In 2021, the moment you think a team might be great is the moment it proves it is not. Here is what to know.
Parity rules. There is no dominant team at the top of the NFL, there is no clarity in the middle, and there is almost nobody out of playoff contention. The 9-2 Arizona Cardinals, who won again without Kyler Murray and DeAndre Hopkins, are the only team in the NFL with fewer than three losses. The 0-9-1 Detroit Lions are the only team with fewer than two wins.
After 11 weeks, absolutely nothing is settled. Twenty-one teams squeeze into the territory between 4-7 and 7-4. The playoff picture is a mess in both conferences. In the AFC, seven teams fighting for the last two wild-card spots are between 6-4 and 5-5. In the NFC, the Washington Football Team was 2-6 two weeks ago, and now it is one game out of the playoff picture.
Jonathan Taylor may be the most valuable non-quarterback in the NFL. The Indianapolis Colts stunned the Buffalo Bills, 41-15, on the road, trouncing a team in free fall from its perch as the AFC favorite. The Bills knocked the Colts out of the playoffs last season, and in their victorious locker room Sunday, Indianapolis players and coaches referenced “owing” the Bills. They built their victory on the shoulders of Taylor, who in Derrick Henry’s absence has emerged as the closest thing to Henry: the best running back in the NFL and a one-man offense on an AFC South contender.
Taylor had four rushing touchdowns against the Bills and caught a pass for a score while rushing for 185 yards. Taylor leads the league with 1,122 rushing yards, putting him in position to challenge a 2,000-yard season. Henry has 937 rushing yards, putting him second even though he hasn’t played in a month. Cleveland’s Nick Chubb ranks third at 851, nearly 300 out of first place.
Taylor was the 41st draft pick in 2020 and the third running back taken behind Clyde Edwards-Helaire and D’Andre Swift. Though teams are wary of taking running backs early, there are some teams kicking themselves.
After a difficult schedule contributed to their 0-3 start, the Colts have climbed above .500 at 6-5. Taylor allows the Colts to play a style that can thrive anywhere, in any weather. If quarterback Carson Wentz can avoid the big mistake, the Colts will be exceedingly difficult to beat.
The Bills lost their grip on the AFC East. At the end of last season, it looked as if the Bills had wrested control of the division for years to come. It took the New England Patriots 11 weeks to take it back. The Patriots ascended to first place with their dominant, 25-0 victory over the Atlanta Falcons on Thursday night and Buffalo’s loss Sunday. At plus-123, the Patriots have the best point differential in the NFL. They are undeniably a Super Bowl threat.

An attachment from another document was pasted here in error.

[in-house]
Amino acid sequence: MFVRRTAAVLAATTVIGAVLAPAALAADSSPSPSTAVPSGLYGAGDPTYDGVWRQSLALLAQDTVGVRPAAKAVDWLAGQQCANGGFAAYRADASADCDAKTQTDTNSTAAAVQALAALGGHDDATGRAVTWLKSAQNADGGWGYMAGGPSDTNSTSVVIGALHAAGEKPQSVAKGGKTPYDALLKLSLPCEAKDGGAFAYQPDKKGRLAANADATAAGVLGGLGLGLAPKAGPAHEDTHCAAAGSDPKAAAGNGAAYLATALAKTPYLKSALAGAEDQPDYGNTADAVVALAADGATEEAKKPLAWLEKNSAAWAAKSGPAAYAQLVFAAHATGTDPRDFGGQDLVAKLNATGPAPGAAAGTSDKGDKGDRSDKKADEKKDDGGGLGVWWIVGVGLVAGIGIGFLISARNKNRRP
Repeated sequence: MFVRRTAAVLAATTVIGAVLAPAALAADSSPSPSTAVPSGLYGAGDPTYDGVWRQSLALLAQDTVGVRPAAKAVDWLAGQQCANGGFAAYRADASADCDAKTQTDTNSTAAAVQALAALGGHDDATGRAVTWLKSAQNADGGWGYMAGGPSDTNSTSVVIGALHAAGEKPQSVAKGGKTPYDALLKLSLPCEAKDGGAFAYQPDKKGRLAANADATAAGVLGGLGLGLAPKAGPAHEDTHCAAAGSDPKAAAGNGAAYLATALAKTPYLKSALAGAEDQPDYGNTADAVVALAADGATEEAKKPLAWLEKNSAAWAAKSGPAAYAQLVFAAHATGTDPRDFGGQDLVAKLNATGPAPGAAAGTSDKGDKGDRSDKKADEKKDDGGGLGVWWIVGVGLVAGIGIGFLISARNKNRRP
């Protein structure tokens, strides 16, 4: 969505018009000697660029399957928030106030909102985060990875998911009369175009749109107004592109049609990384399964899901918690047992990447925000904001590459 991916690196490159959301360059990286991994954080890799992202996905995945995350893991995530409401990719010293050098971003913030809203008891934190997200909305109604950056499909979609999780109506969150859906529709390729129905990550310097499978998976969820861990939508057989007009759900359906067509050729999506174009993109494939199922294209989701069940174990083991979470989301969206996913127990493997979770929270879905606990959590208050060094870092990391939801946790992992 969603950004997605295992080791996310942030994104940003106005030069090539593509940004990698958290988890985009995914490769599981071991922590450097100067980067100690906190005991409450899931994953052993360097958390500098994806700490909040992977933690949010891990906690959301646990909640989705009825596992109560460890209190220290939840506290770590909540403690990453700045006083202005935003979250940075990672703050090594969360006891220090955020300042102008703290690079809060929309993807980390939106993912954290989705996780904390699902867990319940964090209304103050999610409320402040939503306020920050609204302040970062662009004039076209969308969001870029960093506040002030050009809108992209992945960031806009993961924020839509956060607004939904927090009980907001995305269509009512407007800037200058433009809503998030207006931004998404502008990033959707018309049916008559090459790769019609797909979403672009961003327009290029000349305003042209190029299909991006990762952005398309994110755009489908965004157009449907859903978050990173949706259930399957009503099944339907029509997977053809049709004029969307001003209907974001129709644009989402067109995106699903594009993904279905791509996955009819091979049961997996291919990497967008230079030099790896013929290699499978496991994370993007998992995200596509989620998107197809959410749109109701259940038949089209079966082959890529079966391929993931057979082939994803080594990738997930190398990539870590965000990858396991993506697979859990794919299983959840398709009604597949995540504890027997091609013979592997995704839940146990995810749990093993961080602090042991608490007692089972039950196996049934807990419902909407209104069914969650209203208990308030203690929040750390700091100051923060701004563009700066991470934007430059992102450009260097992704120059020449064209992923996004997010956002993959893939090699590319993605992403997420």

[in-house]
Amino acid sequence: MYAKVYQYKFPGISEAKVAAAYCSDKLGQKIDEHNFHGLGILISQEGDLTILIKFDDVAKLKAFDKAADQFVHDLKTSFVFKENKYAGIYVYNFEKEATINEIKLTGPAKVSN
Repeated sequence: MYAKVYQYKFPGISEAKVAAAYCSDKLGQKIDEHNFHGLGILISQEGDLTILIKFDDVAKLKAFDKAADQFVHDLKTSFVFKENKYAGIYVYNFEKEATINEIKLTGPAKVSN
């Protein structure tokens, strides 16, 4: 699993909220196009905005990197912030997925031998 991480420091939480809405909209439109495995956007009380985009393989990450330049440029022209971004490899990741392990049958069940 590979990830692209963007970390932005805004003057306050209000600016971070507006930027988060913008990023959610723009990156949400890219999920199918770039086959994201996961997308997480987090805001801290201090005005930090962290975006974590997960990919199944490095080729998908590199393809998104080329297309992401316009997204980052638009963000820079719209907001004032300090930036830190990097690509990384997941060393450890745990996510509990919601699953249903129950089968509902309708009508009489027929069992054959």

The Bills are facing serious questions about their status as a contender. Quarterback Josh Allen has dealt with the same problem Patrick Mahomes faced for so much of this season: Defenses are playing a shell-like alignment with deep safeties, daring the Bills to beat them with short passes and the running game. The Bills have lacked the personnel and the discipline to defeat that strategy.
The Bills’ defense often has looked strong, and they own a commanding victory over the Chiefs. But their other wins have come against Washington, the Miami Dolphins twice, the Texans and the New York Jets.
Kirk Cousins is quietly having an elite season. And the Minnesota Vikings will have to be reckoned with in the final two months of the season. In perhaps the best game of the day, Cousins outdueled Aaron Rodgers and led the Vikings to a 34-31 victory in Minneapolis. He passed for 341 yards, throwing for three touchdowns and no interceptions before leading a last-second field goal drive.
Cousins’s performance continued a sneaky-great season, at least by the numbers. He has completed 68.2 percent of his attempts while throwing for 21 touchdowns with only two interceptions. Entering Week 11, Pro Football Focus graded Cousins as the second-best quarterback in the NFL this season, behind only Tom Brady. Cousins doesn’t have to carry the Vikings with Dalvin Cook, Adam Thielen and Justin Jefferson surrounding him. He has been excellent and efficient in distributing the ball.
The Vikings’ victory nudged them to 5-5, but they are probably much better than a .500 team. Amazingly, the Vikings have led by at least seven points in every game this season. Four of their losses came by four points or fewer, and the other came by a touchdown. They have proved they can play with any team, and Cousins has been a driving factor.
The Kansas City Chiefs are winning with defense. As the Chiefs sputtered to a 3-4 start, their defense was routinely shredded. When it started to improve, its success was overshadowed by the first slump of Mahomes’s career. By now, it’s clear the Chiefs are surging back into contention not despite their defense but because of it.